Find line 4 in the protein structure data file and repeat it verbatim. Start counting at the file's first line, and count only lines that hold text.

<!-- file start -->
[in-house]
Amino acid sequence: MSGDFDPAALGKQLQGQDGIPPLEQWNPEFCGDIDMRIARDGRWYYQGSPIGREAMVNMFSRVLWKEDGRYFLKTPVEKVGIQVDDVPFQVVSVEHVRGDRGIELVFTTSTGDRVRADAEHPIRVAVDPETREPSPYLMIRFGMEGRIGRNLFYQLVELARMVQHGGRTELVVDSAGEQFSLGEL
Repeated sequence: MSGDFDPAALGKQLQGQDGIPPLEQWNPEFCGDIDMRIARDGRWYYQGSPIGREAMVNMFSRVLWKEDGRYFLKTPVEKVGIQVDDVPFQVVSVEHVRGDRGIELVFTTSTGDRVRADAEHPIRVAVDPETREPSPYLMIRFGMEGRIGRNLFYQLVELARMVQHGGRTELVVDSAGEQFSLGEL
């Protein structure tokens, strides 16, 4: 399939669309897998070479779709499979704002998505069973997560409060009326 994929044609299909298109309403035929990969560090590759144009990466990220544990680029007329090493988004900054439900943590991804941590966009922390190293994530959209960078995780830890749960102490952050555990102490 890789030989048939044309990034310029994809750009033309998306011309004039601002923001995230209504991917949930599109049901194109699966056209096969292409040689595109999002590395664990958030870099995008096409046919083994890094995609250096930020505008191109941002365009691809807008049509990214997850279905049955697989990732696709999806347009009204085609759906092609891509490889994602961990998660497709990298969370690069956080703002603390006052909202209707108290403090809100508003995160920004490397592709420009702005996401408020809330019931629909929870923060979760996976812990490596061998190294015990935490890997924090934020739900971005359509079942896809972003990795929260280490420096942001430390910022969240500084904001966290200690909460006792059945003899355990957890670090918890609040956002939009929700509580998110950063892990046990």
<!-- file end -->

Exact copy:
């Protein structure tokens, strides 16, 4: 399939669309897998070479779709499979704002998505069973997560409060009326 994929044609299909298109309403035929990969560090590759144009990466990220544990680029007329090493988004900054439900943590991804941590966009922390190293994530959209960078995780830890749960102490952050555990102490 890789030989048939044309990034310029994809750009033309998306011309004039601002923001995230209504991917949930599109049901194109699966056209096969292409040689595109999002590395664990958030870099995008096409046919083994890094995609250096930020505008191109941002365009691809807008049509990214997850279905049955697989990732696709999806347009009204085609759906092609891509490889994602961990998660497709990298969370690069956080703002603390006052909202209707108290403090809100508003995160920004490397592709420009702005996401408020809330019931629909929870923060979760996976812990490596061998190294015990935490890997924090934020739900971005359509079942896809972003990795929260280490420096942001430390910022969240500084904001966290200690909460006792059945003899355990957890670090918890609040956002939009929700509580998110950063892990046990």